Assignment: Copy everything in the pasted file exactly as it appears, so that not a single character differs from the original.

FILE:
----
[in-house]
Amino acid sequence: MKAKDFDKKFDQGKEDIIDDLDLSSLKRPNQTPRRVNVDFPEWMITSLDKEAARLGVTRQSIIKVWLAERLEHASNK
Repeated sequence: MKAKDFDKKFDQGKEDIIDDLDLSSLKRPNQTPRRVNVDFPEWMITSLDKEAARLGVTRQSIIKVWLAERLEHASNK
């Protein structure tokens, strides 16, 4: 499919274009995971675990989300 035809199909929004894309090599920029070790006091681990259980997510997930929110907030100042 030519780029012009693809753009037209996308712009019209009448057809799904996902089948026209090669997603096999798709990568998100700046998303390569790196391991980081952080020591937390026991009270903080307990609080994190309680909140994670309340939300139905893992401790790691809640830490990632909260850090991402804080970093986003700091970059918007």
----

[in-house]
Amino acid sequence: MKAKDFDKKFDQGKEDIIDDLDLSSLKRPNQTPRRVNVDFPEWMITSLDKEAARLGVTRQSIIKVWLAERLEHASNK
Repeated sequence: MKAKDFDKKFDQGKEDIIDDLDLSSLKRPNQTPRRVNVDFPEWMITSLDKEAARLGVTRQSIIKVWLAERLEHASNK
């Protein structure tokens, strides 16, 4: 499919274009995971675990989300 035809199909929004894309090599920029070790006091681990259980997510997930929110907030100042 030519780029012009693809753009037209996308712009019209009448057809799904996902089948026209090669997603096999798709990568998100700046998303390569790196391991980081952080020591937390026991009270903080307990609080994190309680909140994670309340939300139905893992401790790691809640830490990632909260850090991402804080970093986003700091970059918007």